It was in this situation of extreme turmoil that the Taliban was born. The Taliban were able to provide peace and clamp down on lawlessness in some parts of Afghanistan, but were unable to establish proper priorities in order to achieve their actual mission. Obviously, the formation of a government by the Taliban was not seen as being in the interests of the agenda that world powers wanted to pursue. That is why, after remaining silent on the Taliban government for a while and also after trying to mould the Taliban to fit their agenda, the world powers decided to take on the Taliban when it was found that they would not bend. This was the same time when Arab mujahidin who had participated in the Afghan jihad began to develop their own agenda in response to Israeli aggression in Palestine, the exploitation of the oil resources of Muslim countries by imperialist powers, and the presence of American forces in West Asia. Naturally, their agenda was directly in conflict with that of the world powers.

The spheres of action of the Taliban and the Arab mujahidin were separate, but they shared a broadly similar ideology, and that is why they cooperated and collaborated with each other. Together, they were seen as a challenge to the agenda of the global imperialist forces, because protecting Israel and preventing the establishment of an Islamic ideological regime in Afghanistan were among the top priorities of the latter. This is how the war that was earlier waged between the Soviets and the Afghan mujahidin turned into a new war, this time between the Afghan and Arab mujahidin, on the one hand, and American imperialism, on the other.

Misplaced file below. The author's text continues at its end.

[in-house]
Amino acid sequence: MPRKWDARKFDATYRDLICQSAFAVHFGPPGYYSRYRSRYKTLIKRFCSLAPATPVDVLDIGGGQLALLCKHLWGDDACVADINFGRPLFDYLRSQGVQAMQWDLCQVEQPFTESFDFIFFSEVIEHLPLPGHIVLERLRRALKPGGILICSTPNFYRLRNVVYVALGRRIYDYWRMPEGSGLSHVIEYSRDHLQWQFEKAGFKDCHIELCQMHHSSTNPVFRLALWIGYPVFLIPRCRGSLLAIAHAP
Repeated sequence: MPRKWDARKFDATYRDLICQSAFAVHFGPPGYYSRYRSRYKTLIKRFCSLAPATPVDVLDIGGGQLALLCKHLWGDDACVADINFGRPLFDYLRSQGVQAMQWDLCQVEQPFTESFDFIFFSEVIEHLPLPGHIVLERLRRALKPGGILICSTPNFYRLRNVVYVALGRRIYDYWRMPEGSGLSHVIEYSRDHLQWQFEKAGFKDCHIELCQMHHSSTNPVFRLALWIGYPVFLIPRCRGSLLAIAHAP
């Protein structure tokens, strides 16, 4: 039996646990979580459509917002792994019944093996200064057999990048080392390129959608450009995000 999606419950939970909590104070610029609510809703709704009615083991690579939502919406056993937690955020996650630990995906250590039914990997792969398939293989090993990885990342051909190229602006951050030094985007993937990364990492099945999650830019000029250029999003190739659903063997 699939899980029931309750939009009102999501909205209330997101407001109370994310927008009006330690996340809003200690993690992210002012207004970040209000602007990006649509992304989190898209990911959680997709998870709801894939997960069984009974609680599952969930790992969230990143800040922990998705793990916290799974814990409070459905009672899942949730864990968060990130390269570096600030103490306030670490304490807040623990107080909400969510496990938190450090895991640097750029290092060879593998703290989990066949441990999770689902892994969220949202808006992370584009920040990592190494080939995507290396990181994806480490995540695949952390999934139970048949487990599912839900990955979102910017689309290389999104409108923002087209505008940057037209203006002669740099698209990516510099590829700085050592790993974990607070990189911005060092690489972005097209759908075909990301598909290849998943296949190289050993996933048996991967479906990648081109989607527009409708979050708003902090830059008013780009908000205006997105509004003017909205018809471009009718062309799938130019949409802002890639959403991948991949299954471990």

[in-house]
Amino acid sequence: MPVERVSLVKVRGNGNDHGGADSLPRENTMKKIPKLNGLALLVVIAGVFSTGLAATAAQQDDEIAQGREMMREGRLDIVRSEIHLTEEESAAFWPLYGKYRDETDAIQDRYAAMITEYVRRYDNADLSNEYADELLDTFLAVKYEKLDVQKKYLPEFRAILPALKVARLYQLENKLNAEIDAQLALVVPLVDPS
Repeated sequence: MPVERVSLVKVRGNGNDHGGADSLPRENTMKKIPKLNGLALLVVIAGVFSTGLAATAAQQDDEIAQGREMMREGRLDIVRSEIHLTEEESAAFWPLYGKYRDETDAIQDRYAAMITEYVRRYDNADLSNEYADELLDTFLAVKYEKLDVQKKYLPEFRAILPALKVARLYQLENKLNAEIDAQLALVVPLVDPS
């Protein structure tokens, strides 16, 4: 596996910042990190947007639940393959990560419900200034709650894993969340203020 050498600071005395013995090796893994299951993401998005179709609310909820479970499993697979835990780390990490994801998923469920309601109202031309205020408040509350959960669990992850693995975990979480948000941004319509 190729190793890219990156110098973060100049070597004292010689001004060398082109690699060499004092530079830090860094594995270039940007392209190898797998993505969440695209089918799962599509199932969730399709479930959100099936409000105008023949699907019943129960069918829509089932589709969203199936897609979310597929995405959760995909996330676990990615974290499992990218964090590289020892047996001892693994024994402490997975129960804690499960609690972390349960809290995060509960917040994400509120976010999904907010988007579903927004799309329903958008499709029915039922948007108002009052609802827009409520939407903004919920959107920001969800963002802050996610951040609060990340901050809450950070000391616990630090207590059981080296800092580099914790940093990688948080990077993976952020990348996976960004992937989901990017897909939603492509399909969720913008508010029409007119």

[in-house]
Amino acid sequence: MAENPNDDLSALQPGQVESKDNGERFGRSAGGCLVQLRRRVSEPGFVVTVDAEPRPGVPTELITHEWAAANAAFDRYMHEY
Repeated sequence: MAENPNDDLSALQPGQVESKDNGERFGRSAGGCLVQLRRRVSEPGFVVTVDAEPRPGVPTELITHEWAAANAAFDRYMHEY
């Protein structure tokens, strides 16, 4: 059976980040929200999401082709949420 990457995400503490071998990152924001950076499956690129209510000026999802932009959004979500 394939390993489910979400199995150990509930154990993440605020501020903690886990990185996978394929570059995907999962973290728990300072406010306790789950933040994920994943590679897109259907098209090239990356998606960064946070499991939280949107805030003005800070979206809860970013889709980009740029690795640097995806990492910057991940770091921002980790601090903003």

I feel that, in this context, the leadership of the mujahidin should have adopted a realistic attitude with regard to its priorities, which, unfortunately, did not happen. This is why the results turned out to be quite the opposite of those that they had hoped for. Instead of getting engaged in a second war at this stage, the mujahidin should have concentrated on stabilising the Taliban regime in Afghanistan by establishing Constitutional rule and enlisting popular support for the regime and seeking consensus with Islamic groups across the world. But this did not happen.